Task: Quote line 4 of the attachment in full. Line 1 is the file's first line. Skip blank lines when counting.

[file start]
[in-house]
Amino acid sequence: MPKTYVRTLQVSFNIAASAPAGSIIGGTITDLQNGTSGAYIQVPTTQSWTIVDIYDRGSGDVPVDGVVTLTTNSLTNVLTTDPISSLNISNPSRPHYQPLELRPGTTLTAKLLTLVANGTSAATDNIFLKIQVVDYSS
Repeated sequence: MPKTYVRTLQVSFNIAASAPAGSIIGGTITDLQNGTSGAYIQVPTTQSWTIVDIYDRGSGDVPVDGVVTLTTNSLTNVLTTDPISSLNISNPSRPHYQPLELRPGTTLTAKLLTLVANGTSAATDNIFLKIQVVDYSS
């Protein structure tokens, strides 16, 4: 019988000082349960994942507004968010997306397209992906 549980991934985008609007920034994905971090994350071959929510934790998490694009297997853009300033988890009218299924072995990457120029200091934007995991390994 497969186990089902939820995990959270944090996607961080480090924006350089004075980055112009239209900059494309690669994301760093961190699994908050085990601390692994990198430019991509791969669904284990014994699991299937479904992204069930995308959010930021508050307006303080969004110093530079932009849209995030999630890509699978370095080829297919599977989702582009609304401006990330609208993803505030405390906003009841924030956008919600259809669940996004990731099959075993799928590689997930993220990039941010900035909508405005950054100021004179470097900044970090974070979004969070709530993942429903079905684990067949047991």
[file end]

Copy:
């Protein structure tokens, strides 16, 4: 019988000082349960994942507004968010997306397209992906 549980991934985008609007920034994905971090994350071959929510934790998490694009297997853009300033988890009218299924072995990457120029200091934007995991390994 497969186990089902939820995990959270944090996607961080480090924006350089004075980055112009239209900059494309690669994301760093961190699994908050085990601390692994990198430019991509791969669904284990014994699991299937479904992204069930995308959010930021508050307006303080969004110093530079932009849209995030999630890509699978370095080829297919599977989702582009609304401006990330609208993803505030405390906003009841924030956008919600259809669940996004990731099959075993799928590689997930993220990039941010900035909508405005950054100021004179470097900044970090974070979004969070709530993942429903079905684990067949047991």